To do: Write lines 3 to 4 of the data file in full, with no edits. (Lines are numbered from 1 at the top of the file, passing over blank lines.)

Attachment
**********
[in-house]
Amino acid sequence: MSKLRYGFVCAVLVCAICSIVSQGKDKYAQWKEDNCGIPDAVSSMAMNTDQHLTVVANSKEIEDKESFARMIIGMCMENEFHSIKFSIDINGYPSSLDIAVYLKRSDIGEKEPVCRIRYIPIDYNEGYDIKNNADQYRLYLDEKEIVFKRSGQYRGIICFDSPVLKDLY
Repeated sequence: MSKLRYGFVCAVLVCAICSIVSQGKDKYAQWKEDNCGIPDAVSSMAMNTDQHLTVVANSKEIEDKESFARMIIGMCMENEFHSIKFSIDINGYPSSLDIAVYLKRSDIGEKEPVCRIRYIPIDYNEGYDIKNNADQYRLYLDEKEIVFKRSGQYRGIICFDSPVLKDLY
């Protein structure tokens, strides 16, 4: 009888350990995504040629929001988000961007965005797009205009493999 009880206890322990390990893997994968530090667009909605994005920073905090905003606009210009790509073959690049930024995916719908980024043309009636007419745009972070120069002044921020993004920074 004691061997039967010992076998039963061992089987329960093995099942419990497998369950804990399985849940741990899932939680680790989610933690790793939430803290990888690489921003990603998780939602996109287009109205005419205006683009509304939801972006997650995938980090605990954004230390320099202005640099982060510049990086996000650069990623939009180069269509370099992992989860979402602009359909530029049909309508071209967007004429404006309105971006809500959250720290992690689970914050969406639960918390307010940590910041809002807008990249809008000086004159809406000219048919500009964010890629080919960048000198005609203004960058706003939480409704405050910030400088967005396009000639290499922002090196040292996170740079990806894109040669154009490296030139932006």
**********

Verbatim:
Repeated sequence: MSKLRYGFVCAVLVCAICSIVSQGKDKYAQWKEDNCGIPDAVSSMAMNTDQHLTVVANSKEIEDKESFARMIIGMCMENEFHSIKFSIDINGYPSSLDIAVYLKRSDIGEKEPVCRIRYIPIDYNEGYDIKNNADQYRLYLDEKEIVFKRSGQYRGIICFDSPVLKDLY
């Protein structure tokens, strides 16, 4: 009888350990995504040629929001988000961007965005797009205009493999 009880206890322990390990893997994968530090667009909605994005920073905090905003606009210009790509073959690049930024995916719908980024043309009636007419745009972070120069002044921020993004920074 004691061997039967010992076998039963061992089987329960093995099942419990497998369950804990399985849940741990899932939680680790989610933690790793939430803290990888690489921003990603998780939602996109287009109205005419205006683009509304939801972006997650995938980090605990954004230390320099202005640099982060510049990086996000650069990623939009180069269509370099992992989860979402602009359909530029049909309508071209967007004429404006309105971006809500959250720290992690689970914050969406639960918390307010940590910041809002807008990249809008000086004159809406000219048919500009964010890629080919960048000198005609203004960058706003939480409704405050910030400088967005396009000639290499922002090196040292996170740079990806894109040669154009490296030139932006």